Moving into the future of emission-free flying, Deutsche Aircraft and German fuel-cell developer H2FLY signed an MoU to work together on the research and development of Hydrogen Fuel Cell technology for commercial, regional aircraft.
As part of the partnership, the two aviation companies are converting a Dornier 328 aircraft into zero carbon emissions, hydrogen fuel cell aircraft, with the demonstrator aircraft expected to take to the skies in 2025.
Both companies see the joint approach as the next step on the way to realizing climate-neutral regional flights. They are planning to equip the twin-engine D-328 demonstrator aircraft with a 1.5MW hydrogen system, making it the most powerful hydrogen-electric-powered aircraft to date.
The regional aircraft announced by H2Fly will later be able to carry around 40 passengers on routes of up to around 1,850 km (1,150 miles) with a peak power of 3 MW and an output of 1.4 MW when cruising. According to the plans, the cruising speed will then be 520 km/h (323 mph).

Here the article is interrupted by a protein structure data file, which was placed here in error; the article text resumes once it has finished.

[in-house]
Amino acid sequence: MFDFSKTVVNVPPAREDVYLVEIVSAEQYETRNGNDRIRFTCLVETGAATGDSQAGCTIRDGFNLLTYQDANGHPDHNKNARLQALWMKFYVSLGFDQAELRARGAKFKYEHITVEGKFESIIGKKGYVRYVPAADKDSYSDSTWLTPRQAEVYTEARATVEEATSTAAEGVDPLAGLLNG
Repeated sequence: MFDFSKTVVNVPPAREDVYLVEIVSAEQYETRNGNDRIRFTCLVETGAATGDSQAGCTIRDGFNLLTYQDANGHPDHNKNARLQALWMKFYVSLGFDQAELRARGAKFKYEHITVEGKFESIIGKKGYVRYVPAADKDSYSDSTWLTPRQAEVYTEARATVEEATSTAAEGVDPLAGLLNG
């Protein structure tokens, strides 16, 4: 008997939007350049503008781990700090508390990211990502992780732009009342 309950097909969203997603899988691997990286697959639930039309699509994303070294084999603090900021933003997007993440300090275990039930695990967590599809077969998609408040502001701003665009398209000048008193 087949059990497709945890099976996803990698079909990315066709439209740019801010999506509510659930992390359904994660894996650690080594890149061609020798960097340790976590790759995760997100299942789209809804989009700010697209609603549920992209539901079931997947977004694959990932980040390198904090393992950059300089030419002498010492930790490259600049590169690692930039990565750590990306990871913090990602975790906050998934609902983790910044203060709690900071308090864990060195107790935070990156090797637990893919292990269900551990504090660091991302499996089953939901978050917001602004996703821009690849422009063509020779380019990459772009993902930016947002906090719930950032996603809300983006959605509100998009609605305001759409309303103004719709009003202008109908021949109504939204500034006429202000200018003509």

The test program initially developed by both companies is intended to demonstrate the potential of hydrogen for climate-neutral regional air travel. It will see the companies work together on integrating the power system into the aircraft as well as defining the specific technical and certification requirements for fuel cell systems in EASA’s large aircraft class (“CS25”). The project is designed to complement the German Federal Government’s Aviation Strategy.
It is planned that the demonstration aircraft will be able to take off on a test flight for the first time in 2025.
H2FLY has already gained the necessary experience with fuel cell technology, whereby more than 70 take-offs and landings have been performed with the four-seater hydrogen-electric-powered HY4. The HY4 runs a battery/fuel-cell hybrid powertrain that peaks at 80 kW and can fly from 750 to 1,500 km (466 to 932 miles) on a 21 kg tank of hydrogen. It holds records for the world’s first hydrogen-electric passenger flight and the longest ever hydrogen fuel cell-powered flight to date. H2Fly is also working on hydrogen powertrains for eVTOLs, 19-seater aircraft, and other projects.
“Flying provides an incredibly important opportunity for humankind, but today that opportunity comes at a significant cost to our planet,” said Prof. Dr. Josef Kallo, co-founder and CEO, H2FLY. “Hydrogen fuel cell technology provides an opportunity for us to completely eliminate carbon and NOx emissions from regional flights, and the technology to make that happen is closer than most people think.“